Limitations to this study are threefold. First, we genotyped common variants in three genes known to be associated with variable drug pharmacokinetics. It is possible that some of the patients could harbor novel variants within either the genes we studied or other genes, which may affect the variability in response to the prescribed medication. We have previously shown that when whole gene analysis is performed, novel variants predicted to affect drug metabolism can be identified (49); however, this is an expensive and time-consuming exercise, which is not possible for all participant samples. Second, our case cohort is small (n = 22), and we only included 18 European study participants in the statistical analysis. This limits our ability to draw strong conclusions and increases the statistical chance of a type II error. Third, we compared observed rates of pharmacogenetic variants in our case cohort with published allele frequencies, drawn from populations of similar ethnic (Oceanic-European) makeup.
In conclusion, the data we obtained suggest that pharmacist identification and referral of mental health patients who are experiencing adverse reactions or unusual responses to their medication can yield a high rate of gene variants likely to explain these poor treatment outcomes. These observations suggest that providing pharmacogenetic data for such selected patients, in collaboration with a hospital pharmacist, is a potentially valuable approach. This approach warrants a much larger study that includes detailed assessment of effects on treatment outcomes and an evaluation of the cost-effectiveness of such an approach.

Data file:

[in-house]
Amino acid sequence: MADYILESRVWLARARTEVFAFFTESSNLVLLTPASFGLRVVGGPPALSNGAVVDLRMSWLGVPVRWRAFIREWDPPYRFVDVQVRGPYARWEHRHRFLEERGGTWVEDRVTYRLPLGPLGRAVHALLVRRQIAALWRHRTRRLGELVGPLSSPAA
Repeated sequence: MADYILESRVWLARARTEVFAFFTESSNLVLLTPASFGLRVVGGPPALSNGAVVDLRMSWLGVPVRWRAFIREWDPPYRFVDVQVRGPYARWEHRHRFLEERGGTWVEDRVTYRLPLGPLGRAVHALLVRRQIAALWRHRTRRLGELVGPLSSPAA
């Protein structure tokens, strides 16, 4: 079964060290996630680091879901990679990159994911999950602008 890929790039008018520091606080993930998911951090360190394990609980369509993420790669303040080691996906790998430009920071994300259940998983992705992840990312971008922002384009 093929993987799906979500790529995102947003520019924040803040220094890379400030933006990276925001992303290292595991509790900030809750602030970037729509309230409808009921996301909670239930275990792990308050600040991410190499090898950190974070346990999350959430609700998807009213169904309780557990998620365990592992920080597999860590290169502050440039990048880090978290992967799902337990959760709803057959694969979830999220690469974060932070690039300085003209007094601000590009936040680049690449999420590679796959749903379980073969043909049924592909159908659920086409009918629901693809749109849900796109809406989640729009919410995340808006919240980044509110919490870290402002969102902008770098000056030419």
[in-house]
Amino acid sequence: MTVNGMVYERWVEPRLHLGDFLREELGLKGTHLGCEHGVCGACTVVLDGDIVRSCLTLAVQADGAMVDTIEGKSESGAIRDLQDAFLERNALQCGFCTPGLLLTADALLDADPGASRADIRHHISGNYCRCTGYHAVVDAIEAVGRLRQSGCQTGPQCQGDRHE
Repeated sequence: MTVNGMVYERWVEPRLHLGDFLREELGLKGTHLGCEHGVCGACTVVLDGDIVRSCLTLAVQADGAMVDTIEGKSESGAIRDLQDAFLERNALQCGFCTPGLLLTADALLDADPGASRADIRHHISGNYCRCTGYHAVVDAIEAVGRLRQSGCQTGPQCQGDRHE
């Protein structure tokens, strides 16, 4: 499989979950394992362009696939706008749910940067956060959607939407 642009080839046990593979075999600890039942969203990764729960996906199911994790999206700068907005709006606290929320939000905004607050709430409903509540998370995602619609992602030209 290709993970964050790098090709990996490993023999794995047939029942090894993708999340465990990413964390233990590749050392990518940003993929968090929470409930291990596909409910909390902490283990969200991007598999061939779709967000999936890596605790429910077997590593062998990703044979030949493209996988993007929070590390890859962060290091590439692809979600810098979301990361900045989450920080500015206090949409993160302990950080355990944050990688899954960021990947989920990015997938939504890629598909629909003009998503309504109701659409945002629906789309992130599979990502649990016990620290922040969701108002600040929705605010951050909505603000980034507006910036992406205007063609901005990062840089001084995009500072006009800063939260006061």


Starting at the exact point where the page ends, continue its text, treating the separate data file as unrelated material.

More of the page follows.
All datasets generated for this study are included in the manuscript.
This study was approved by the New Zealand Health and Disability Ethics Committee (HDEC). All participants provided written informed consent to participate in the UDRUGS study. For participants aged 11-15, written informed consent was provided by the participant's legal guardian/next of kin.
SM is the main contact for the UDRUGS study. He has been responsible for all genetic testing and reporting back to the specialist mental health pharmacist. SM wrote the first draft of this article. KS was responsible for interpreting the results and reporting back to patients and doctors. KS was responsible for recruitment and consent of the 22 patients described in this case series. KS aided in the proofing of this document. AM provided technical support with respect to DNA extraction and PCR and aided in the analysis of Sanger sequencing results. MK aided in the editing of this manuscript, specifically, the discussion and conclusions.
SM’s salary is co-funded by the Jim and Mary Carney Charitable trust and a project grant from the New Zealand Lottery Board.
Conflict of Interest Statement
The authors declare that the research was conducted in the absence of any commercial or financial relationships that could be construed as a potential conflict of interest.
We would like to acknowledge all the participants who volunteered their time for this study.
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Keywords: pharmacogenomics, psychiatry, pharmacogenetic testing, CYP2D6, CYP2C19, antidepressant
Citation: Maggo SD.S., Sycamore KL.V., Miller AL. and Kennedy MA. (2019) The Three Ps: Psychiatry, Pharmacy, and Pharmacogenomics, a Brief Report From New Zealand. Front. Psychiatry 10:690. doi: 10.3389/fpsyt.2019.00690
Received: 04 June 2019; Accepted: 27 August 2019;
Published: 20 September 2019.
Edited by:Chad A. Bousman, University of Calgary, Canada
Copyright © 2019 Maggo, Sycamore, Miller and Kennedy. This is an open-access article distributed under the terms of the Creative Commons Attribution License (CC BY). The use, distribution or reproduction in other forums is permitted, provided the original author(s) and the copyright owner(s) are credited and that the original publication in this journal is cited, in accordance with accepted academic practice. No use, distribution or reproduction is permitted which does not comply with these terms.
*Correspondence: Simran Maggo, firstname.lastname@example.org